From Greg Kaufmann:
As a native Washingtonian, and one of the city’s 600,000 current residents, for me this week is all about DC Voting Rights. We know that passing the bill that would finally give us a voting Representative in the House comes down to this: can we get 60 votes in the Senate to overcome a GOP filibuster? On Tuesday we’ll find out. Sen. Harry Reid will attempt to bring the District of Columbia House Voting Rights Act of 2009 to a vote. Tell your Senators to support this bill which fell just three votes shy in the last session. One Democrat on the fence is freshman North Carolina Senator Kay Hagan. We need her constituents to tell her to get on the right side of history — end taxation without representation for DC citizens.
Another huge happening in the Senate on Tuesday afternoon — the confirmation vote on Rep. Hilda Solis as Secretary of Labor. She’s also going to need 60 votes to overcome the delaying, filibustering, fearful GOP which is terrified that she will support the Employee Free Choice Act.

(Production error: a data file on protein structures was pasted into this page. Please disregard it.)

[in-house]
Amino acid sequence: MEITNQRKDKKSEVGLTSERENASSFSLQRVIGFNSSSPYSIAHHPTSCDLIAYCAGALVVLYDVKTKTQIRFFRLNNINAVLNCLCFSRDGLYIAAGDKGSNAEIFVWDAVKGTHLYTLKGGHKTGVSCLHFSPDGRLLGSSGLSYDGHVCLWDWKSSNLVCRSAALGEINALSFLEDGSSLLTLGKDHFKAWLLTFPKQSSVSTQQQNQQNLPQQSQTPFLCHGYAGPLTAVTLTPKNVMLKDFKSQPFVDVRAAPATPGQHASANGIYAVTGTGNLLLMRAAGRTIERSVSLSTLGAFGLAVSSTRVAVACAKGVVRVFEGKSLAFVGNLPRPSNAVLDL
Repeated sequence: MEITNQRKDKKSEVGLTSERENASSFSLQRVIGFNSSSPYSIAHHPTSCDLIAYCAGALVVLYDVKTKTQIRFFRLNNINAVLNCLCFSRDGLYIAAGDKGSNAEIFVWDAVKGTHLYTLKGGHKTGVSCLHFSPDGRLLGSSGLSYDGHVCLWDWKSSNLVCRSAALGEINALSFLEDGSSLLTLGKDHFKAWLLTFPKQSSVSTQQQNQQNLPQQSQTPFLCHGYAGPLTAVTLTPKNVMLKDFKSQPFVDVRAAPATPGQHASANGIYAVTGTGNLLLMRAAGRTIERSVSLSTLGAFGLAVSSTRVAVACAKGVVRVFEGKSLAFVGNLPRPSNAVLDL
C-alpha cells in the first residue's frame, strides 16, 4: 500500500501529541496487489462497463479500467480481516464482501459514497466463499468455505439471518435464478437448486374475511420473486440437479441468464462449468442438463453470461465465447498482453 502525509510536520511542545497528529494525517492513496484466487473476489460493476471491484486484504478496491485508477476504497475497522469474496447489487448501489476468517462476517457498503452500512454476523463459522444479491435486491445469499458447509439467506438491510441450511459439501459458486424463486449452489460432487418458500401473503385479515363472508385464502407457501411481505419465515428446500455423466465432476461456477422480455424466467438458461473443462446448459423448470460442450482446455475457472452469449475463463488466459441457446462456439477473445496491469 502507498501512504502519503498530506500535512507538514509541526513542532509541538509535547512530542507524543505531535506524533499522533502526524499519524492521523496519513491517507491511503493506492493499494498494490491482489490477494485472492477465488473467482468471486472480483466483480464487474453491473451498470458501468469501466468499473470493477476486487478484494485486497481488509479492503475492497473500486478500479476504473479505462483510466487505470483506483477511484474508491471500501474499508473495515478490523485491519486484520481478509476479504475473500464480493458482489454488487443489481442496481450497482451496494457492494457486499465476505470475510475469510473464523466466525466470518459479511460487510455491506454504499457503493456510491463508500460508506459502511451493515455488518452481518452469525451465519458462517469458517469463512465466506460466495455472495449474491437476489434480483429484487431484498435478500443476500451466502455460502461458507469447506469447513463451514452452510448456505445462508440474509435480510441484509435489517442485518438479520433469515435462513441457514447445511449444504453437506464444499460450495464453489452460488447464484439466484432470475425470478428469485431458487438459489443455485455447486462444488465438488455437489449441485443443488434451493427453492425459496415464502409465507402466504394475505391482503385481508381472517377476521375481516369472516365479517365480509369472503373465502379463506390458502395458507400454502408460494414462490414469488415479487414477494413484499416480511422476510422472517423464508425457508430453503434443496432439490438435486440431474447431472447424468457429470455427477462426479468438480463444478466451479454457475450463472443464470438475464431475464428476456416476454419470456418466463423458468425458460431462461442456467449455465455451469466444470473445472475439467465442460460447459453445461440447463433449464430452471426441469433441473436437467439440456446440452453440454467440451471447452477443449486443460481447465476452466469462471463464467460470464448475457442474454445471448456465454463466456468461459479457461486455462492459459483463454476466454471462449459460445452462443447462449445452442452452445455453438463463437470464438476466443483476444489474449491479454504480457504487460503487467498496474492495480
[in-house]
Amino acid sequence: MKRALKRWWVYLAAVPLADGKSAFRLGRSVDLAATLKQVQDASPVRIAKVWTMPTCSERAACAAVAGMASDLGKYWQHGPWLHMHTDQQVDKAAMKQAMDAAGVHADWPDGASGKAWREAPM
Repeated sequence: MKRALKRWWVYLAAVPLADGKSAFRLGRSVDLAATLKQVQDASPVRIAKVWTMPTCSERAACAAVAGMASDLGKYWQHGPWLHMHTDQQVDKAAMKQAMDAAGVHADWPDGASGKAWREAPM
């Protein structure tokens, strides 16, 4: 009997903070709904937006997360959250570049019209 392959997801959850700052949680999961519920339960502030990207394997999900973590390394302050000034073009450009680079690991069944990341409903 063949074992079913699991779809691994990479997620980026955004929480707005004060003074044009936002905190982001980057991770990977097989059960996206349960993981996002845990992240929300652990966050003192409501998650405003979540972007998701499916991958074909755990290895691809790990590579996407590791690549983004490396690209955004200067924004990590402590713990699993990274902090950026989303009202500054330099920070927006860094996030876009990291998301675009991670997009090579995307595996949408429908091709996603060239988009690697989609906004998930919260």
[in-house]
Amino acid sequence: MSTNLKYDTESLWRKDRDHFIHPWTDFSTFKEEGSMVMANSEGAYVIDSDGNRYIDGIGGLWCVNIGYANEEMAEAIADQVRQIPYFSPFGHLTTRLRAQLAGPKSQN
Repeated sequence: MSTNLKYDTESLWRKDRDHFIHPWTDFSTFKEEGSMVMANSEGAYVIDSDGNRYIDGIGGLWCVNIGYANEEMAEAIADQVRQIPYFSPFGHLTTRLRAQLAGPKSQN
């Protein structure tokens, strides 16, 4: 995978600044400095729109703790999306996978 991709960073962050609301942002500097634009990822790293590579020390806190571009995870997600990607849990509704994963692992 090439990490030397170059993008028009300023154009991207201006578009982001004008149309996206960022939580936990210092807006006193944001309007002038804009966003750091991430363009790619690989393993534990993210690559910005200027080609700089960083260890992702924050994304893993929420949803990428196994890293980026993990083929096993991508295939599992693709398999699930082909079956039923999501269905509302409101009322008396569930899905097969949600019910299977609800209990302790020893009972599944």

The House will take up an omnibus appropriations package for FY09 this week. Bush and Congress couldn’t agree so they passed a continuing resolution to keep the government going — it expires in a couple of weeks.
The House also might vote on Rep. John Conyers bill to allow bankruptcy judges to modify home mortgages, including reducing the principal. Brace yourselves for the rhetoric on how this will drive interest rates sky high and further freeze the credit market. (Although the Conyers bill does have the support of Citigroup http://www.thenation.com/blogs/jstreet/395180/things_you_learn_in_washington?rel=sidebox.)
It’s long-term economic policy week for The White House: hosting a bipartisan “fiscal responsibility summit” on Monday; President Obama addresses Congress on these issues on Tuesday; and on Thursday he delivers a summary of his FY2010 budget which begins in October. (The full budget is revealed later this month.)
Congress will be pursuing some answers of its own about the nation’s long-term fiscal health. Fed Chairman Ben Bernanke will testify on Monetary Policy and the State of the Economy before the Senate Banking Committee on Tuesday and the House Financial Services Committee on Wednesday. But I’d say the can’t-miss hearing if you want to get a more uncensored view about what’s going on — same topic — is Thursday’s House Financial Services Committee hearing with James Galbraith and Joseph Stiglitz.